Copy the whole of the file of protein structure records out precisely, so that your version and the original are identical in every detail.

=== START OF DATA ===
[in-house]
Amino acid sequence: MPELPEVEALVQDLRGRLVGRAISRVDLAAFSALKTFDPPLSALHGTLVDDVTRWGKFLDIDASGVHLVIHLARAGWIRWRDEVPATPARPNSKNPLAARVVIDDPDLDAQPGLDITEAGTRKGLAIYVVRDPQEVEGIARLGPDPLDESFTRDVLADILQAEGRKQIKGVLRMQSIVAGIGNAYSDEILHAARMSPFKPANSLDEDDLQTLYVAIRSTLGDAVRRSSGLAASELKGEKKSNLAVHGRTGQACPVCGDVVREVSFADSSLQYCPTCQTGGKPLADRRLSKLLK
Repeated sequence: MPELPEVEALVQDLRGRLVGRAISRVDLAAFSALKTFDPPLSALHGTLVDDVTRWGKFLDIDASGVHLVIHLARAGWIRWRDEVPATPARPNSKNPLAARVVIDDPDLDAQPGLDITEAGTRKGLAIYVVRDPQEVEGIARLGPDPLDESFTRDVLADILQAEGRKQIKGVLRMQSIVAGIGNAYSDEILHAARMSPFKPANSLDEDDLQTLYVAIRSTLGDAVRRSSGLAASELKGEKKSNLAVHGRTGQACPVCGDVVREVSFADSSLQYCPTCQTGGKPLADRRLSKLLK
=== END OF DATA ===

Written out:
[in-house]
Amino acid sequence: MPELPEVEALVQDLRGRLVGRAISRVDLAAFSALKTFDPPLSALHGTLVDDVTRWGKFLDIDASGVHLVIHLARAGWIRWRDEVPATPARPNSKNPLAARVVIDDPDLDAQPGLDITEAGTRKGLAIYVVRDPQEVEGIARLGPDPLDESFTRDVLADILQAEGRKQIKGVLRMQSIVAGIGNAYSDEILHAARMSPFKPANSLDEDDLQTLYVAIRSTLGDAVRRSSGLAASELKGEKKSNLAVHGRTGQACPVCGDVVREVSFADSSLQYCPTCQTGGKPLADRRLSKLLK
Repeated sequence: MPELPEVEALVQDLRGRLVGRAISRVDLAAFSALKTFDPPLSALHGTLVDDVTRWGKFLDIDASGVHLVIHLARAGWIRWRDEVPATPARPNSKNPLAARVVIDDPDLDAQPGLDITEAGTRKGLAIYVVRDPQEVEGIARLGPDPLDESFTRDVLADILQAEGRKQIKGVLRMQSIVAGIGNAYSDEILHAARMSPFKPANSLDEDDLQTLYVAIRSTLGDAVRRSSGLAASELKGEKKSNLAVHGRTGQACPVCGDVVREVSFADSSLQYCPTCQTGGKPLADRRLSKLLK